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What we fear


Horror movies and ghost stories were once virtually exclusive to Halloween, the day in which thrill seekers indulge in haunted houses with chainsaw-wielding, masked serial killers who invoke blood-curdling screams.

But not anymore.

Society’s lust for a good scare now stretches well beyond a single day of the year. For some, being scared — aka “in fear of” — is a virtual constant, controlling their every move. For others, fear resides somewhere between an uncomfortable, eye-shifting caution to an outright paralyzing nightmare. The smallest minority takes it even one step further and turns fear on its heels from a negative, unpleasant emotion to a sought-after adrenaline rush.
Regardless, they are all forms of fear. So what exactly is fear?

The psychology of fear
Fear is one of the basic emotions common in many species, most notably humans. Although it may be a feeling many of us never want to experience willingly, it is a necessary survival tactic that helps us avoid dangerous or life-threatening situations. Psychologists who have studied it have learned that fear has evolved as humans have over the years.

“Our current understanding is that our brains have this fear module that is really evolved over time,” explained Zlatan Krizan, an associate professor of Psychology at Iowa State University. “It helps us deal with a variety of dangers that were important evolutionarily. These could be flood, predators, attacks from other people…anything that could come around the corner.”


It makes sense that fear would have started as a basic instinct of self-preservation. Krizan explains that these original fears were evolutionarily relevant because of their evident dangers. For example, falling from a high distance could kill you, so a fear of heights is logical.

Since many common fears have roots from hundreds, even thousands of years ago, Krizan says humans today have “evolutionary baggage” with fears that were relevant back then but aren’t so much today.

It’s the same for two of the most common phobias today, spiders and snakes, which can be poisonous — although Krizan is quick to point out that those are far less harmful than many other stimuli that we do not fear, such as guns.

“The idea is our brain has evolved to be especially sensitive to those kinds of stimuli,” he said. “And we can see that even today, even though there are other things that are much more dangerous for us — (like) guns, but we don’t have gun phobias the way we have snake phobias. And that speaks to the evolutionary path of the evolved fear response.”

Nearly one-third of adults are believed to have an intense fear of snakes.

Nearly one-third of adults are believed to have an intense fear of snakes.

Spiders and snakes are still the No. 1 and No. 2 (respectively) most common phobias in 2015, according to, as one Des Moines resident can attest to.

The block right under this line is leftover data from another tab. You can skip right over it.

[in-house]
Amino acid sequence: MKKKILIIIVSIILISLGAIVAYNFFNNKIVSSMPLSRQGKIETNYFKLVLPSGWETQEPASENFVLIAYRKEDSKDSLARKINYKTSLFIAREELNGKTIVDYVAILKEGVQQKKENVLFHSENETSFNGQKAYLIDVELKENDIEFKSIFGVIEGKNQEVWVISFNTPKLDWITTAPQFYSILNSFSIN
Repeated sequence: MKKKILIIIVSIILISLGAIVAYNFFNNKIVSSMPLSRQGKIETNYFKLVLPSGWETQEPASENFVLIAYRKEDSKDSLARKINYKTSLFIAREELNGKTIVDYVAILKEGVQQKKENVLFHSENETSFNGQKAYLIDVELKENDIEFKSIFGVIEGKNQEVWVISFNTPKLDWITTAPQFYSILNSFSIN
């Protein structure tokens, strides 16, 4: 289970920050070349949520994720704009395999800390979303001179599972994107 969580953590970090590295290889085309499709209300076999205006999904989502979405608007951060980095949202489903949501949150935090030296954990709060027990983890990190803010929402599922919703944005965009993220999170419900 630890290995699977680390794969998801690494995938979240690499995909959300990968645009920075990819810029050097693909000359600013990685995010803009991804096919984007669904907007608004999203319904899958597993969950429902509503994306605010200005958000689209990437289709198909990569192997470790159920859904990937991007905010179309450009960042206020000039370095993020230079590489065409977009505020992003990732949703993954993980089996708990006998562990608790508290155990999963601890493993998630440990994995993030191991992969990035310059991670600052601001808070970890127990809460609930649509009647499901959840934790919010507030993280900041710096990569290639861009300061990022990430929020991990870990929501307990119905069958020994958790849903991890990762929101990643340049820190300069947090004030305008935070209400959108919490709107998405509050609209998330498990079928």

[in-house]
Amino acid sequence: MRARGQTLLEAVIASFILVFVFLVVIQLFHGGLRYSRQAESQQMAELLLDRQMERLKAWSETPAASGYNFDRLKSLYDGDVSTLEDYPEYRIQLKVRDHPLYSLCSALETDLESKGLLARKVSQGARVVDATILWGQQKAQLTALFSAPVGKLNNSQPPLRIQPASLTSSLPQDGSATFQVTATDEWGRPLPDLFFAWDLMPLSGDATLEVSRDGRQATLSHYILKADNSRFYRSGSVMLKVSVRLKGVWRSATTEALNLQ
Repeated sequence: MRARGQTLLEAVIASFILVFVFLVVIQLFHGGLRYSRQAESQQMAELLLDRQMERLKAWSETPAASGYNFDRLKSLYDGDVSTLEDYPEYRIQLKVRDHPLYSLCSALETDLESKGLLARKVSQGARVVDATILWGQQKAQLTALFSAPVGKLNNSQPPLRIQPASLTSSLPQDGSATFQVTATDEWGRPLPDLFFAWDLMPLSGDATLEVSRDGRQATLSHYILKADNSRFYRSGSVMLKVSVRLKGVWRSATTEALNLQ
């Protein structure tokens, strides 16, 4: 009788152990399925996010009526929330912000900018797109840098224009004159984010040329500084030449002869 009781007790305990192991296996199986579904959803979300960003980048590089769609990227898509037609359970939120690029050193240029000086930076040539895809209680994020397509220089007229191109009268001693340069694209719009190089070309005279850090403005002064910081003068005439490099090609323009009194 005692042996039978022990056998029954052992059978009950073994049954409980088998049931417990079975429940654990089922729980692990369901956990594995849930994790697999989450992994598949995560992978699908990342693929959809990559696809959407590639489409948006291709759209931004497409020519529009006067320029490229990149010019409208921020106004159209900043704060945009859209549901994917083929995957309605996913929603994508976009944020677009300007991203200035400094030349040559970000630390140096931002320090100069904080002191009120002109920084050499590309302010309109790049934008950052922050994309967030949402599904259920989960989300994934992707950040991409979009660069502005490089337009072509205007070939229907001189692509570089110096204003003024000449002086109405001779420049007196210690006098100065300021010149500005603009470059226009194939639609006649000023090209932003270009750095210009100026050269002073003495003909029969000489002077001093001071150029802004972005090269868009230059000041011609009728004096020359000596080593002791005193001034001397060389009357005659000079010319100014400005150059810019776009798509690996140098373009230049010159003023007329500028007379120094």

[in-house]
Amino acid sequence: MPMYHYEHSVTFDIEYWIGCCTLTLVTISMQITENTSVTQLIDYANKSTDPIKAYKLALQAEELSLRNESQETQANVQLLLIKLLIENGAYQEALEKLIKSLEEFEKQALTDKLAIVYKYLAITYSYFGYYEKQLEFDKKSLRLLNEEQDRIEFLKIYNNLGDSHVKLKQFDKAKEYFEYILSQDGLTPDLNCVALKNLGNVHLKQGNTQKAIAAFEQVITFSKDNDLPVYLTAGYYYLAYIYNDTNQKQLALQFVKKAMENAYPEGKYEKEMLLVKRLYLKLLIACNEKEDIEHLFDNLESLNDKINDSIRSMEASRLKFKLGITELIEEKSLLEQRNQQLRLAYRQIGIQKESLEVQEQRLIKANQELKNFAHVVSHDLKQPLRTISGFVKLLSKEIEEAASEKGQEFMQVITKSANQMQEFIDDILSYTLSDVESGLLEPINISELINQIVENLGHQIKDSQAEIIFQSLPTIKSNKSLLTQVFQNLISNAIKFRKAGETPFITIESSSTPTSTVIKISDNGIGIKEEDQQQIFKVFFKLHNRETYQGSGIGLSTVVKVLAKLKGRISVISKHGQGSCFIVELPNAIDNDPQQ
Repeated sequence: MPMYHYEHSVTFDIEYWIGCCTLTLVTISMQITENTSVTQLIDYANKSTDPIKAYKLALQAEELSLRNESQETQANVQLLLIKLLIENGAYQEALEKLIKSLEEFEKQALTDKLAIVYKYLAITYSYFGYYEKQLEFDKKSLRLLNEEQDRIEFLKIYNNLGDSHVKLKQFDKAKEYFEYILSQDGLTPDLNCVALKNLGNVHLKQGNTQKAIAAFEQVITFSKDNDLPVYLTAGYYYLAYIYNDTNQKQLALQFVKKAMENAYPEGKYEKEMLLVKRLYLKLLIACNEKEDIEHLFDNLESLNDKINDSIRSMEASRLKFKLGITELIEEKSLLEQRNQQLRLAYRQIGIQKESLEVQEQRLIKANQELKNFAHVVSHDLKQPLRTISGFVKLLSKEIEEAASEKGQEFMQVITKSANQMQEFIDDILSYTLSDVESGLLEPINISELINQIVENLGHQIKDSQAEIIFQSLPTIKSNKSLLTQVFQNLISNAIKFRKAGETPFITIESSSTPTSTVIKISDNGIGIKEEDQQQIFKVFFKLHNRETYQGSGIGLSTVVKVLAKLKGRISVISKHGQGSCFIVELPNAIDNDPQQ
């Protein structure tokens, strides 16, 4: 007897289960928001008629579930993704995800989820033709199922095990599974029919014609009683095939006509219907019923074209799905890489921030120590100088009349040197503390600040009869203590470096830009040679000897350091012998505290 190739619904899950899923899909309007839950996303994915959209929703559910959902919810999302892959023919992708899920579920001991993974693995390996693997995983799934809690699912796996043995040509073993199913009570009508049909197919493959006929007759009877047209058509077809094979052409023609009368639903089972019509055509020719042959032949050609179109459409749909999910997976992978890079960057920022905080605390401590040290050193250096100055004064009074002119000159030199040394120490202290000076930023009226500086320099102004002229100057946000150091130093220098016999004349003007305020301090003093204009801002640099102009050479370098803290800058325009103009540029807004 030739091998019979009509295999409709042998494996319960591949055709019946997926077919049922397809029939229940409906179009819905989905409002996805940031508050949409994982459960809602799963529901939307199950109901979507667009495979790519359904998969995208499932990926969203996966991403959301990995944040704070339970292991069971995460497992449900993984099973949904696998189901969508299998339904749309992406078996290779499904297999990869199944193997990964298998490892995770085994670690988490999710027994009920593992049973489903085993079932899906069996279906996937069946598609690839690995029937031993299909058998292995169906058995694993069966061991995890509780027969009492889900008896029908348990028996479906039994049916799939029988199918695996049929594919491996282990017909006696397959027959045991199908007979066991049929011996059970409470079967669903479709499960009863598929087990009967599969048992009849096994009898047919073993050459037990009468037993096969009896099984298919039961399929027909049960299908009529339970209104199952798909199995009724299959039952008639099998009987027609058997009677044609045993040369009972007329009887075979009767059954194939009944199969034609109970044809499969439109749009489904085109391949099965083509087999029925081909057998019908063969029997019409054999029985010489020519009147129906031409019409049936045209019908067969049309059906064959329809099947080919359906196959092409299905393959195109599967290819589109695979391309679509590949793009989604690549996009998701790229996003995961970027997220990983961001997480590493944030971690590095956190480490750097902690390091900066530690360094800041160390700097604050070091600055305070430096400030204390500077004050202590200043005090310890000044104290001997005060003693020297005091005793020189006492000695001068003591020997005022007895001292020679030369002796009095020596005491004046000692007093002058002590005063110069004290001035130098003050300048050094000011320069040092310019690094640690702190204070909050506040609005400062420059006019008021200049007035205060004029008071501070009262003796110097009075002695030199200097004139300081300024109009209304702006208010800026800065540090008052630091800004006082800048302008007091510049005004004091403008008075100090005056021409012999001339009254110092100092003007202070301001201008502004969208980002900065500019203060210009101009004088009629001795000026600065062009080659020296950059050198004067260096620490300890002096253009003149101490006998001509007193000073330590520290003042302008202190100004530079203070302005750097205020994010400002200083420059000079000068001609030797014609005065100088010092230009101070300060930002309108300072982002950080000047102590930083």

“My biggest fear would be snakes,” said Patricia Gutierrez, who is originally from Mexico but now lives in Des Moines. “I can’t even see them when I go to the zoo or anything — even if there’s glass. I don’t want to get close to them at all.”

Gutierrez explains that her fear likely stems from a time in grade school when a fellow student terrorized the girls in her class with a snake.

“I’m originally from Mexico, so the schools there are outdoors. So this kid found (a snake), and they decided to chase the girls with it. So ever since then…I’ve been afraid of them.”

The idea of running into any kind of snake — poisonous or not — is panic inducing for Gutierrez and many others, even though the chances of being hurt by a snake is extremely rare in most places. In fact, according to “Animal-Related Fatalities in the United States,” more people die from bee and wasp stings than from venomous spiders. The Polk County Conservation website reports that only four poisonous snakes reside in Iowa, out of the 27 total species found in the state.

And, as Krizan noted, many of the things that were dangerous and threatening to the human species hundreds of years ago when their bodies were evolving are not problems anymore.

Still, the fear remains.

Emotions over logic
Fear does not leave much room for logic in the landscape of our minds. As Krizan explains, people are usually aware that there is no real threat of danger associated with a particular fear — but that doesn’t stop them from reacting to it.

“A lot of these fear reactions are very automatic and non-conscious,” he said. “For example, in these studies you can show people certain kind of fearful stimuli so briefly that they cannot consciously identify or remember them. Yet, their bodies — for example, the sweat on their palms — will show a fear response.”

Logically, most people who fear spiders or other creatures know that there is no imminent danger in, say, finding one in the shower. Yet they still might have an emotional response to it, such as waiting for someone else to come and kill it.